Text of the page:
Issue: March 2011
March 01, 2011
2 min read

Age-specific anti-Müllerian hormone values determined for US women of reproductive age who present to fertility centers

Seifer DB. Fertil Steril. 2011;95:747-750.

Issue: March 2011
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From ages 24 to 50 years, anti-Müllerian hormone levels steadily diminish. Researchers for a new study have suggested that although a normal range of reference values have been available for women of reproductive age, age-specific values could potentially be of greater clinical use.

“What has been used in clinical practice has been a range of normal values for women in general without any reference to age,” researcher David B. Seifer, MD, of Genesis Fertility and Reproductive Medicine at Maimonides Medical Center and New York University School of Medicine, told Endocrine Today.

Between 2007 and 2010, Seifer and colleagues determined single-year interval median and mean anti-Müllerian hormone values for 17,120 unselected women aged 24 to 50 years. All women presented to US fertility clinics in 37 states.

The researchers used single-year intervals to evaluate median and mean anti-Müllerian hormone levels. Results demonstrated a continual linear decrease as women’s ages increased, with the average annual decline in median serum anti-Müllerian hormone values reaching 0.2 ng/mL by age 35 years. This number, however, stabilized at 0.1 ng/mL for each year thereafter. Additionally, the yearly rate of decrease in mean anti-Müllerian hormone levels was 0.2 ng/mL until age 40 years before subsequently decreasing to 0.1 ng/mL.

“Given the increasing utility and frequency of use of [anti-Müllerian hormone] in clinical evaluations of fertility, trends in age-specific reference values for [anti-Müllerian hormone] may provide added perspective for clinicians and couples who are considering fertility treatment options,” the researchers wrote in the study.

Most studies investigating anti-Müllerian hormone levels historically come from Europe because anti-Müllerian hormone levels are used more frequently outside of the United States, according to Seifer.

“The value of this study lies in its design because it yields useful information on age-specific anti-Müllerian hormone levels in US women,” he said.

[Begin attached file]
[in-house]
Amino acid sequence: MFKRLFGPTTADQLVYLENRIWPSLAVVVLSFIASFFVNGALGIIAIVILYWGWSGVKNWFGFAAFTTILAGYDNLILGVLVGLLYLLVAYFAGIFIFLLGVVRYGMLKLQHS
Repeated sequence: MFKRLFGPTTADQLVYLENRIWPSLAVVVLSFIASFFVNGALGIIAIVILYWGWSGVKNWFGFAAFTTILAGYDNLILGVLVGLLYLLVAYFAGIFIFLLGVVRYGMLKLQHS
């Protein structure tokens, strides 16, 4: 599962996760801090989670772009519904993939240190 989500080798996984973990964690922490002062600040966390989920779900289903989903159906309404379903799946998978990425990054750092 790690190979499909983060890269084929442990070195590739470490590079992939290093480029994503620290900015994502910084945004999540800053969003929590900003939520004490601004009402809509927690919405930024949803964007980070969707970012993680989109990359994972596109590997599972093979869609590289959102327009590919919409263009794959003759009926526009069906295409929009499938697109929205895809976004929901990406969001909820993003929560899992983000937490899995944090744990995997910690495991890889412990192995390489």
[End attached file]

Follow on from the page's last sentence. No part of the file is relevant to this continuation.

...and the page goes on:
The researchers said the anti-Müllerian hormone reference values “cannot be used in isolation to provide counseling about a woman’s chance for a successful ovulation induction or ability to have a child.” They noted, however, that anti-Müllerian hormone reference values may be used as one component during evaluation of reproductive potential and treatment options to conceive. Results of this study may further aid patients and physicians in determining which treatment options may be preferred. For example, if a woman’s anti-Müllerian hormone level is much lower than anticipated for her age, she and her physician may want to approach treatment more aggressively, Seifer said.

The data provide greater insight intoa woman’s remaining egg supply at a specific age, he added.

“Clinical scenarios where age-specific anti-Müllerian hormone values may be informative include women presenting with a history of infertility trying to decide between different therapeutic options; women with newly diagnosed cancer who will to assess their options for fertility preservation prior to undergoing chemotherapy or to assess the return of ovarian function after receiving chemotherapy; and women who may be questioning the timing of the onset of menopause,” he said. – by Melissa Foster

Disclosure: Dr. Seifer receives royalties from a licensing agreement between UMDNJ/MGH and Beckman Coulter for the use of anti-Müllerian hormone to determine ovarian reserve.

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